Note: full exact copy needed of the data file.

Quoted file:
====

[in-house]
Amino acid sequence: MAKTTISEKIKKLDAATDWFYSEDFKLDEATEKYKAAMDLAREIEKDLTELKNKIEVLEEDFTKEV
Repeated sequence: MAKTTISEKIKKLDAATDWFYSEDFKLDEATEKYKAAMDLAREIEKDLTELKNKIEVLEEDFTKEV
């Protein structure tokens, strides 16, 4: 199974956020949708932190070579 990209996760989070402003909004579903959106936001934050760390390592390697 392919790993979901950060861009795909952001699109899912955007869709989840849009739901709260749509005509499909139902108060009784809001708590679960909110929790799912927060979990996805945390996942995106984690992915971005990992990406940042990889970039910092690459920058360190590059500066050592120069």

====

[in-house]
Amino acid sequence: MAKTTISEKIKKLDAATDWFYSEDFKLDEATEKYKAAMDLAREIEKDLTELKNKIEVLEEDFTKEV
Repeated sequence: MAKTTISEKIKKLDAATDWFYSEDFKLDEATEKYKAAMDLAREIEKDLTELKNKIEVLEEDFTKEV
């Protein structure tokens, strides 16, 4: 199974956020949708932190070579 990209996760989070402003909004579903959106936001934050760390390592390697 392919790993979901950060861009795909952001699109899912955007869709989840849009739901709260749509005509499909139902108060009784809001708590679960909110929790799912927060979990996805945390996942995106984690992915971005990992990406940042990889970039910092690459920058360190590059500066050592120069």